Tai Chi Class

Welcome to WholenessInMotion. Tai chi is a whole body and mind exercise that combines meditation, martial art and health tonic in one. This particular form is the Yang style, 37 posture short form as taught by Prof. Cheng Man-ch'ing. This fascinating and intricate exercise has many benefits and just about anyone can practice it.

Take a look at this site and consider the study of relaxation and how it can benefit you in your daily life. I look forward to working with you. Tom Daly


Archive for March, 2015

Tai Chi Chuan – An Out of the Body Experience

Posted By Tom Daly on March 24th, 2015

Tai Chi Chuan – An Out of the Body Experience

Well, not really.  Not in the way we usually think of that phrase.  Actually it is the opposite.

I have this experience with regards to one of the two sword forms I practice.  It goes like this: The Cheng Man-ch’ing form seems to be ingrained in my DNA.  I could stop practicing it for a few weeks and like getting up on a bicycle, it would instantly (for the most part) come back without effort.

This other sword form, and I’ve practiced it for many years, quickly slips out of my grasp if I don’t practice it.   So if I miss a day of practice, the following day I may have a bit of trouble recalling some of the moves.

When I had my surgeries last year, I dropped sword form practice for a while.  When I resumed, form number one sprang back easily and form number two was lost in many many places.  What to do?

What I did was practice Form II clumsily until my body began to recall what came next based on what I just did.  And the experience of recalling this second form was one of letting my body teach me.  New pieces would emerge day after day.  Not only that, but sequences that had never really felt natural popped out in ways that felt natural.  Something was going on here.  My guide was the body, not some mental instruction or carefully memorized routine.  Literally, I couldn’t recall it and literally it emerged ONLY through practice.

This has created a new path for me in sword, one that has to do with getting rid of perfection and correctness.  I now try to let the form emerge out of the movement of the body.  And of course the core method we use to create the movement of the body is relaxation and non-doing.  I allow it to come forth.  I let it happen.  I toss it around like a frisby, aim, let it go, and wonder where it will fly…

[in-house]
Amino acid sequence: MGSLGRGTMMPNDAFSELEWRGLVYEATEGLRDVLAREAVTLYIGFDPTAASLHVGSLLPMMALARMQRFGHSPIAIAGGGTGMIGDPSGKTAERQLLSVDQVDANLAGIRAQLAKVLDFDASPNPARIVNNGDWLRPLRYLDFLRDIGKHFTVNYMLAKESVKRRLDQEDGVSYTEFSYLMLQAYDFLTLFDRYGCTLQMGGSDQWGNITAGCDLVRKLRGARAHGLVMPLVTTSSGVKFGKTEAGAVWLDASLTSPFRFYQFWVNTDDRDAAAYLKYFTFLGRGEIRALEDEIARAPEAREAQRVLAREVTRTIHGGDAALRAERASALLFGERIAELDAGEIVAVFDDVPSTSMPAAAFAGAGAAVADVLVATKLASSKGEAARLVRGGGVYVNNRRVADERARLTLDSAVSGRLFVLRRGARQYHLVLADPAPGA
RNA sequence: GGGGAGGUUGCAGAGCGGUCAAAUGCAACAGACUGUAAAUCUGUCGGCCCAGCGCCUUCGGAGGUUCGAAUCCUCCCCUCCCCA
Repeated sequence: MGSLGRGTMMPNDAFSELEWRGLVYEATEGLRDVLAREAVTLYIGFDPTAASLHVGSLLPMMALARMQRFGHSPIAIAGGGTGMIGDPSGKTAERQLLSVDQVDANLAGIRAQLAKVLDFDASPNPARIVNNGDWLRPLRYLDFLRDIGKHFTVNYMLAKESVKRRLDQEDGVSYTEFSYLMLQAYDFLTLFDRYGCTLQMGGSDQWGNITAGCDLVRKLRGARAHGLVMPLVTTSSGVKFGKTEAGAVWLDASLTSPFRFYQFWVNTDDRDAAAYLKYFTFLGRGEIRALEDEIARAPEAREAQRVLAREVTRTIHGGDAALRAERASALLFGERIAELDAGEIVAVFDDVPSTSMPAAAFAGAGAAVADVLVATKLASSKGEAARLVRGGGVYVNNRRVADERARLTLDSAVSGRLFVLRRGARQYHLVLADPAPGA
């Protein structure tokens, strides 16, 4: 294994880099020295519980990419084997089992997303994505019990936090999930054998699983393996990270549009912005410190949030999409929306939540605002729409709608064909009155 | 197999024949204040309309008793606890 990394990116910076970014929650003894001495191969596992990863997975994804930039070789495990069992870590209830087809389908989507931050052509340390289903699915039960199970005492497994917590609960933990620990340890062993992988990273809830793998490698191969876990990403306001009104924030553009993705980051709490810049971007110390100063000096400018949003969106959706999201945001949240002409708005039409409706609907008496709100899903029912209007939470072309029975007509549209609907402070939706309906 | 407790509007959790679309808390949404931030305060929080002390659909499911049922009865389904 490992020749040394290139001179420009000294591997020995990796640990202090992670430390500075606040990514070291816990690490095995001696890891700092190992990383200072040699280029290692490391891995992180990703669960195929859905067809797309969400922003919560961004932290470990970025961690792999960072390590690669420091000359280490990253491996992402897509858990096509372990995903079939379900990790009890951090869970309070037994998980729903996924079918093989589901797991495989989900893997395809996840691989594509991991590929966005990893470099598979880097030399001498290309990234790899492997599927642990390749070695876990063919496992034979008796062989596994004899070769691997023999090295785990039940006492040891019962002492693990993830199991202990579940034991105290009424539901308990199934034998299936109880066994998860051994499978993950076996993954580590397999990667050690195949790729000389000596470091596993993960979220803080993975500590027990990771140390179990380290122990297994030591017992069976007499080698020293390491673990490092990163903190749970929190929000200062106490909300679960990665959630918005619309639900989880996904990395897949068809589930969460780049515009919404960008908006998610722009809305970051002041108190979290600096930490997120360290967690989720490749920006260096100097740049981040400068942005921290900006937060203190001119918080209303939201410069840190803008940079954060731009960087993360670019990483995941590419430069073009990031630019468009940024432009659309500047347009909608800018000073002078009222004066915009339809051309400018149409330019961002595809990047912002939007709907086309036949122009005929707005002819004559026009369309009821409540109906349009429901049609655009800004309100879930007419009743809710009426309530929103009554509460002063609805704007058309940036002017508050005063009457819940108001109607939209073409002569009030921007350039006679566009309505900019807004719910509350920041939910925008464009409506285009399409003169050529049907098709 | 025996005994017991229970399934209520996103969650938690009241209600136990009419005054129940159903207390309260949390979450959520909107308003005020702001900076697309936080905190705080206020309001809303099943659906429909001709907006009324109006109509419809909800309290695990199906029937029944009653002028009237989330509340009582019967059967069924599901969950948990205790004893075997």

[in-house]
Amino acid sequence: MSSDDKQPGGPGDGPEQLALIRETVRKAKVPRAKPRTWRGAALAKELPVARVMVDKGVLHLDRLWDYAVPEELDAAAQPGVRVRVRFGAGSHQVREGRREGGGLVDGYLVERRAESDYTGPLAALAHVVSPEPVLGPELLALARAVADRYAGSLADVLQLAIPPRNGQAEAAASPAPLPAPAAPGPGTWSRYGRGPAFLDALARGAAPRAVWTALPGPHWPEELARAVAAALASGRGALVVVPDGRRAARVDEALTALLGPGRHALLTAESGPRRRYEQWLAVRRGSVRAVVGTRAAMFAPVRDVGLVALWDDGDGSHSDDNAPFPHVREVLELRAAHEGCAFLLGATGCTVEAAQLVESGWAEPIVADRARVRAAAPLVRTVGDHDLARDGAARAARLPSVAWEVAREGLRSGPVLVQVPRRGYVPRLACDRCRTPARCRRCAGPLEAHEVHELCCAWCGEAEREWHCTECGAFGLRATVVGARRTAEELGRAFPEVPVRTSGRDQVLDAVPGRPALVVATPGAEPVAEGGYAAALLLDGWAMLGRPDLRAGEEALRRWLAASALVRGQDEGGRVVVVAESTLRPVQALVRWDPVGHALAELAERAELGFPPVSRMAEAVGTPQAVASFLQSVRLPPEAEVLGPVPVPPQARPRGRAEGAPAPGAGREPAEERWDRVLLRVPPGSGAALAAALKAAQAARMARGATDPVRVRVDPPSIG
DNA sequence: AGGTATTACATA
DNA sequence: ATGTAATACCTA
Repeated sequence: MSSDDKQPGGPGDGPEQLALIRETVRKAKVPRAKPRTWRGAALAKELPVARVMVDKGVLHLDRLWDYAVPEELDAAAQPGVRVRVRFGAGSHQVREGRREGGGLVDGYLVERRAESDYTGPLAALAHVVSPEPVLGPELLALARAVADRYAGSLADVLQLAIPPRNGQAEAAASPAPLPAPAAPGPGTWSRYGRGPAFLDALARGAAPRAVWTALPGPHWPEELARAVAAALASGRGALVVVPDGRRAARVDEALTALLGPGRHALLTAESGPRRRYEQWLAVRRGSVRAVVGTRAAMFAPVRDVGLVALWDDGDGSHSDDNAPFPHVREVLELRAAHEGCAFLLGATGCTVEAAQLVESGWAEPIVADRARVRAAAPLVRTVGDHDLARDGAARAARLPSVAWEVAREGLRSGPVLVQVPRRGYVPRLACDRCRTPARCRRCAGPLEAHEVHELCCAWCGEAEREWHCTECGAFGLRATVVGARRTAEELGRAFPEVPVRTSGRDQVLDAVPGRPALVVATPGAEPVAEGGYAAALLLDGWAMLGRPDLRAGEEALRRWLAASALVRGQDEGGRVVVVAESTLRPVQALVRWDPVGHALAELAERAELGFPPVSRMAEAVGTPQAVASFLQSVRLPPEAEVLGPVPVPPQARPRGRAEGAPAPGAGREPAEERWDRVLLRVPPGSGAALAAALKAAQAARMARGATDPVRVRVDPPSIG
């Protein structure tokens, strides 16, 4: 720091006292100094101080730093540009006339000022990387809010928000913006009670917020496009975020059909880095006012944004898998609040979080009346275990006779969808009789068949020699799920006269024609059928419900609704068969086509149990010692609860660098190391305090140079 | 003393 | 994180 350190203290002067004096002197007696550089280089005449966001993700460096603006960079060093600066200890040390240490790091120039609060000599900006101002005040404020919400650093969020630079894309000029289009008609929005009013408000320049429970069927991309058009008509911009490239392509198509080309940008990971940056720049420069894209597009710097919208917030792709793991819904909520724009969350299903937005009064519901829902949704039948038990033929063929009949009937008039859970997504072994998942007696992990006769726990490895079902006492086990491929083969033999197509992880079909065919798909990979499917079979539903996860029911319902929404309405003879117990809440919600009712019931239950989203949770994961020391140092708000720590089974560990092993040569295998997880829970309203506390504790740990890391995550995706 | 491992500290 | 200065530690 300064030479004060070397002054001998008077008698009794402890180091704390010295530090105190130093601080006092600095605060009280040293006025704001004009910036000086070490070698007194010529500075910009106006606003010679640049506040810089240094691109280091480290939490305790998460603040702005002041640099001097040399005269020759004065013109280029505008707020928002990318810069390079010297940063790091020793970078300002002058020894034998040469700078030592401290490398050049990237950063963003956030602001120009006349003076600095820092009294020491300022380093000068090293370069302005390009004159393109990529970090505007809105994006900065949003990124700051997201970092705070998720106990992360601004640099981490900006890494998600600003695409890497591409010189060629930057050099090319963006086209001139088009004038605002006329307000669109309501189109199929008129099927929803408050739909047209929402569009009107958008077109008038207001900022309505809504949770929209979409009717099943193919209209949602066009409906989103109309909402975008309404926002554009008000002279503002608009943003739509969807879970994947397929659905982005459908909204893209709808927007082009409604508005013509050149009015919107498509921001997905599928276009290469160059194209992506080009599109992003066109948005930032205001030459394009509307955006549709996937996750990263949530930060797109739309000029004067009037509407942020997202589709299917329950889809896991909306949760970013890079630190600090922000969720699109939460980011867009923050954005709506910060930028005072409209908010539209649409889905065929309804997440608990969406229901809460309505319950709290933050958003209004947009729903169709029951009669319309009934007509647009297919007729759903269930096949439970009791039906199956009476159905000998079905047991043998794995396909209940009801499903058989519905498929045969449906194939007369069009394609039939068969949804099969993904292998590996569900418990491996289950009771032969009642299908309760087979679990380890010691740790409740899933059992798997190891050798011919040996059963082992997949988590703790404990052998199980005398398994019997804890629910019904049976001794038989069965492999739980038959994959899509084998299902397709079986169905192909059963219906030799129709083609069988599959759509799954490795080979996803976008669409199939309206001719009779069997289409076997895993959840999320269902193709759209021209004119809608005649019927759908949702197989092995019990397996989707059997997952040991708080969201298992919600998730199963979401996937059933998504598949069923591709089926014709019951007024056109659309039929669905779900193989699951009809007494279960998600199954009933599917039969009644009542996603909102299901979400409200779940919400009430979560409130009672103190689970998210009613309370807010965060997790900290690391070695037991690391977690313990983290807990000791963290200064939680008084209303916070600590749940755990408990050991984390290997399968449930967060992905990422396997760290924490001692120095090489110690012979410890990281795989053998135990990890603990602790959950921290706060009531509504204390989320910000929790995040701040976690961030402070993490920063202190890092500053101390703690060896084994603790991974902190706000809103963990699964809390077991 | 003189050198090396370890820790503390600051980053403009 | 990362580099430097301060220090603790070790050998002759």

Letting the form emerge from the body leads me down some bumpy roads.  The form is less calculated, less controlled.  But it also feels far more natural and much more fun.  I can feel where I am in the way of the movement.  It’s an attitude and a process of discovery and rediscovery.  I wonder what it will feel like THIS time (which is worlds apart from let me see how perfect I can make it so that it always looks exactly the same.)

My “out of body” experience is really an experience of coming from the body.  I’m letting the form out of my body like you would release a dove from its cage and set it free.  And since this is a practice of discovery, it makes me want to do these forms again and again and again…

Maggie Newman would have us do a posture over and over and over again.  Part of this WAS perfection, but part of this was about letting it happen so many times that the tendency to control a movement from the outside would be replaced with feeling the movement from the inside.  The scaffolding would drop away and pure movement would take over.  If you let it happen.  And believe me when I say resistance comes up when you repeat a movement until you get past “correctness”.  It’s boring, it’s “let’s learn something new”, it’s “do we really need this”?

This is a new goal for me, out of the body, emerging, allowing; giving it time to be what it might be if you gave it this kind of time and far far far beyond the staleness of being correct…

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